Art

Journalists in armed conflict

By Holly Ferguson

*This article was first published in Dircksey Volume 2. Edition 6 Free*

Being a journalist in an area of armed conflict is undeniably an extremely dangerous job, with tough conditions and the ever-increasing risk of death constantly at wake.

Statistics released by the Committee to Protect Journalists have shown that since 1992 the world has seen the death of over one thousand journalists.

Iraq comes in as the deadliest country for journalists where since 2003, 167 journalists have been killed with two thirds killed by insurgents and one-third killed in crossfire combat.

The second highest country for journalist fatalities is Syria where almost all the deaths are attributed to armed combat situations.

There’s no doubt that being a journalist in a combat zone is extremely dangerous; hence why some may question the journalists who decide to risk their lives visiting conflict zones to document them.

When speaking with ‘worldblog’, NBC News chief foreign correspondent, Richard Engel said (in reference to the deaths of photojournalists Tim Hetherington and Chris Hondros) that journalists in warzones do the work because they love it; they also “experience world events first hand” and “make a difference.”

Without journalists in warzones, society may never see the true reality of war and conflict. Journalists provide the needed documentation of the history of war and bring war crimes and human rights abuse to light. They are the eyes and ears to outside world and represent important periods in time.

So what protects journalists when they go to war or conflict zones?

The rules that shield journalists in areas of armed combat are defined by what is called ‘international humanitarian law’, this body of law, as described by the International Committee of the Red Cross, “regulates the conduct of armed conflict and seeks to limit its effects.  They specifically protect people who are not taking part in the hostilities.”

What makes up international humanitarian law are the Geneva Conventions and their Additional Protocols, they limit the “barbarity of war” and contain rules that are abided by the 165 states who have signed onto the Geneva Conventions and Additional Protocols one and two (194 are signed to just the Geneva Conventions)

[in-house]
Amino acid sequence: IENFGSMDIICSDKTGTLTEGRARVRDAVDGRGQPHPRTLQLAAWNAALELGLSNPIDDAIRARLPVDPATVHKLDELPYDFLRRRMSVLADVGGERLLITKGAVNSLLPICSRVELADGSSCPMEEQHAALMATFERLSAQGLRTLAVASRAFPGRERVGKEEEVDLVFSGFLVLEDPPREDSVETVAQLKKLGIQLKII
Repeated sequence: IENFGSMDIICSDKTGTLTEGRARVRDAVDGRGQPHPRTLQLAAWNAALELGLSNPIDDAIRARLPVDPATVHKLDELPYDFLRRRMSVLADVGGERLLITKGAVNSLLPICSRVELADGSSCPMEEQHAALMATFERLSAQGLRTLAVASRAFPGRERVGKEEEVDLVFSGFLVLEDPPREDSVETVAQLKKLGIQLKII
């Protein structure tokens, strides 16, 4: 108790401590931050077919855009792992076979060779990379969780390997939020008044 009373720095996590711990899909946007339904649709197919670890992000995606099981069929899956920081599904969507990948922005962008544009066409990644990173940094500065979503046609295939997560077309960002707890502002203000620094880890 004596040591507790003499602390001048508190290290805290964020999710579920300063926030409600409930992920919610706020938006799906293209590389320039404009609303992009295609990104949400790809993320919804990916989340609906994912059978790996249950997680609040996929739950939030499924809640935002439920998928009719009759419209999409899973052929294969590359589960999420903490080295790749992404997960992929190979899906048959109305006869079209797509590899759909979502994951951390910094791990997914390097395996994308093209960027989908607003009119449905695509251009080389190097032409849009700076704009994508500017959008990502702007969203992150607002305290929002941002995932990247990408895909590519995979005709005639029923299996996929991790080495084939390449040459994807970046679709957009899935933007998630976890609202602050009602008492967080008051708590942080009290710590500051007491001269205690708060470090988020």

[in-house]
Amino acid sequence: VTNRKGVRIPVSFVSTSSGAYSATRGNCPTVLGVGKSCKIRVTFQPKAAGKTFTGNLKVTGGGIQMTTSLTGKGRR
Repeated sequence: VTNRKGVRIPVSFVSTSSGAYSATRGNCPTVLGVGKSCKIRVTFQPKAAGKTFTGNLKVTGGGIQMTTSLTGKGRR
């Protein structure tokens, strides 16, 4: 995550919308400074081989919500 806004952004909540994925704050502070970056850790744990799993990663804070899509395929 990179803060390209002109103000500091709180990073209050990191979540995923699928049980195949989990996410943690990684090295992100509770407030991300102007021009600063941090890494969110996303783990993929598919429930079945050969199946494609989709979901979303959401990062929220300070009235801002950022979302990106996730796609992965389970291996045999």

Under Article 79, a protocol addition to the Geneva Conventions, “Journalists engaged in dangerous professional mission in areas of armed conflict shall be considered civilians.”

 This means that journalists in armed conflict zones cannot be treated as soldiers would in a battle; they cannot be killed, tortured or deliberately harmed.

When imprisoned in armed conflict, journalists are given the status of a ‘prisoner of war’ and under the third Geneva Convention they are to be treated with respect “in all circumstances” by being treated humanely, not starved, not tortured, not made to engage in work with no pay, not used for medical or scientific experimentation and are granted communication with families.

The only time, in which a journalist can lose their “special protection” is when they decided to join combat along side fighting forces and are thus considered as combatants. Journalistic activities like documenting events through interviewing, photography, film and audio recordings are not counted as combat.

However, when the journalist ceases taking part in the hostilities their special journalist protections returns.

This particular condition, however, has recently been contradicted by the United State’s Department of Defense (DOD) with the release of their “Law of War Manual.”

The manual was published July 12, 2015 and has received global criticism from journalists and media organizations.

The manual has been interpreted as enforcing imperialist ideologies and showing lack of respect in upholding international treaties including the Geneva Conventions.